In 1959 John Guzzwell completed a circumnavigation aboard his 21 foot, self-built yacht, ‘Trekka’. At the time he unwittingly set a world record for sailing the smallest boat around the world single-handed.
Twenty three years later, in 1982, Howard Wayne Smith was attempting to take the record from Guzzwell, when his 13 foot 10 inch Benford sloop, ‘Happy’, came to grief on Nouméa Reef, New Caledonia. He had already sailed 10,000 miles from Miami, Florida, through the Panama Canal to the Galapagos Islands, and the Marquesas Islands. Undeterred, he built a smaller yacht, ‘Happy 11’, from aluminium; she was only 9 foot 6 inches long, but because of her construction she had almost as much usable space as ‘Happy’. Unfortunately Howard lost possession of his boat when she was confiscated by the Australian Customs, which appears to have put paid to his ambition to become the sailor of the smallest boat around the world.
Serge Testa was the next aspirant, when he set off to sail around the world in 1983 aboard ‘Acrohc Australis’, an 11 foot 10 inch aluminium yacht. He completed his circumnavigation in 1987. His record for circumnavigating in the smallest vessel stands today!
To beat Testa, whoever does it will most likely need a ‘yacht’ not dissimilar to Howard’s ‘Happy 11’, but no longer than 10 feet - if he is to retain the record for a good while. I believe this is the smallest vessel capable of doing it, by solving the equation of victuals divided by average speed. Enough food has to be carried, while freshwater can be made from saltwater by using hand operated converters, but the vessel’s speed has to be fast enough to sail the longest leg of the voyage before food runs out. If all goes well, this may be no longer than 3,500 nautical miles, taking 58 days at 2.5 knots. Roz Savage, while rowing her boat from California to Hawaii took just under 100 days to cover a distance of 2,598 nautical miles and she had some food left over.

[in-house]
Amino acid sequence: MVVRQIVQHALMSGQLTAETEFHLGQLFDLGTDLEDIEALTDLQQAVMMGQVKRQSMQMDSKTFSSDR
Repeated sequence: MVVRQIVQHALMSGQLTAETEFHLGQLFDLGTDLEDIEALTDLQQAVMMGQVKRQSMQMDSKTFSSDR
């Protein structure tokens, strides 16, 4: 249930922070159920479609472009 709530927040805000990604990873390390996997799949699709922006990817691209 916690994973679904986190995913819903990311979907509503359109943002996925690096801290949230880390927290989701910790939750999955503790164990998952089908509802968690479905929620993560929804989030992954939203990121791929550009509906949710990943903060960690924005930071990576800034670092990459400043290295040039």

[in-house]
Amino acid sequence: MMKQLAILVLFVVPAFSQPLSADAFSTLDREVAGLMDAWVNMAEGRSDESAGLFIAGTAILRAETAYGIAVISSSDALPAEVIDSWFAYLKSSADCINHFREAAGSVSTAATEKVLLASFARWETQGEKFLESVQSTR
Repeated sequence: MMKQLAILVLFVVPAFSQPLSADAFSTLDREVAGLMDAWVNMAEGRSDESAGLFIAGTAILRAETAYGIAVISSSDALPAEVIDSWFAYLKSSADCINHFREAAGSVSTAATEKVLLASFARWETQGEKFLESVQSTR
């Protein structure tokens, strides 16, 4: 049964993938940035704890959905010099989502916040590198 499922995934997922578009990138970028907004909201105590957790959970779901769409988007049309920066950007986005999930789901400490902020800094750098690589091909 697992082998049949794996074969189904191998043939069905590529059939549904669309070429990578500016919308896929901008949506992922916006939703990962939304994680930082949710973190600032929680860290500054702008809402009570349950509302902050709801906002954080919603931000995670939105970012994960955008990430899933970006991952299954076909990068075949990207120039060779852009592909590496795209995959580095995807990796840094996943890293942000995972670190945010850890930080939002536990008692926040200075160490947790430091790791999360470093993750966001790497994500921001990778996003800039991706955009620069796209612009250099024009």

For those who may not want to make a circumnavigation in the ‘smallest’ yacht, but have aspirations of sailing around the world in a small yacht, I would suggest looking at Jay Benford’s ‘Happy’, John Welsford’s ‘Fafnir’ and Tom MacNaughton’s ‘Farthing’. All three capable little vessels have similar dimensions and displacements.
The Voyage of ‘Acrohc Australis’